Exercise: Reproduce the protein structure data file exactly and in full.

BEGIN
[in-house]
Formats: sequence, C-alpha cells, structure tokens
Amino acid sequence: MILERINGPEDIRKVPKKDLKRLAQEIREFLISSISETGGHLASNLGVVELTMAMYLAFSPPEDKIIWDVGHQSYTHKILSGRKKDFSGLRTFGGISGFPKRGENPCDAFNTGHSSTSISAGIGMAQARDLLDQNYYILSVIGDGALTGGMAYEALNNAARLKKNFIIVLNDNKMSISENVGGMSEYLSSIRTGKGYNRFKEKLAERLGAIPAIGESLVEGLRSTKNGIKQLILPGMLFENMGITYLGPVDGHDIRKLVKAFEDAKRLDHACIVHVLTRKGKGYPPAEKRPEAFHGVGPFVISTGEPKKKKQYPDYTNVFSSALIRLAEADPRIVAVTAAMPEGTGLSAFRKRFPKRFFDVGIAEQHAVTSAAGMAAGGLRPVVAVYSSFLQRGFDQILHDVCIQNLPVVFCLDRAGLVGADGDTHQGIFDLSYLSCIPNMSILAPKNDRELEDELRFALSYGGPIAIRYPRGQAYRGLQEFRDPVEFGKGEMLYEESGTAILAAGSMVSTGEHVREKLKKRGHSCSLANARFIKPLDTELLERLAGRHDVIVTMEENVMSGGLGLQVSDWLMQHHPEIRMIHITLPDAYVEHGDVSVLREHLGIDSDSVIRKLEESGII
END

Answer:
[in-house]
Formats: sequence, C-alpha cells, structure tokens
Amino acid sequence: MILERINGPEDIRKVPKKDLKRLAQEIREFLISSISETGGHLASNLGVVELTMAMYLAFSPPEDKIIWDVGHQSYTHKILSGRKKDFSGLRTFGGISGFPKRGENPCDAFNTGHSSTSISAGIGMAQARDLLDQNYYILSVIGDGALTGGMAYEALNNAARLKKNFIIVLNDNKMSISENVGGMSEYLSSIRTGKGYNRFKEKLAERLGAIPAIGESLVEGLRSTKNGIKQLILPGMLFENMGITYLGPVDGHDIRKLVKAFEDAKRLDHACIVHVLTRKGKGYPPAEKRPEAFHGVGPFVISTGEPKKKKQYPDYTNVFSSALIRLAEADPRIVAVTAAMPEGTGLSAFRKRFPKRFFDVGIAEQHAVTSAAGMAAGGLRPVVAVYSSFLQRGFDQILHDVCIQNLPVVFCLDRAGLVGADGDTHQGIFDLSYLSCIPNMSILAPKNDRELEDELRFALSYGGPIAIRYPRGQAYRGLQEFRDPVEFGKGEMLYEESGTAILAAGSMVSTGEHVREKLKKRGHSCSLANARFIKPLDTELLERLAGRHDVIVTMEENVMSGGLGLQVSDWLMQHHPEIRMIHITLPDAYVEHGDVSVLREHLGIDSDSVIRKLEESGII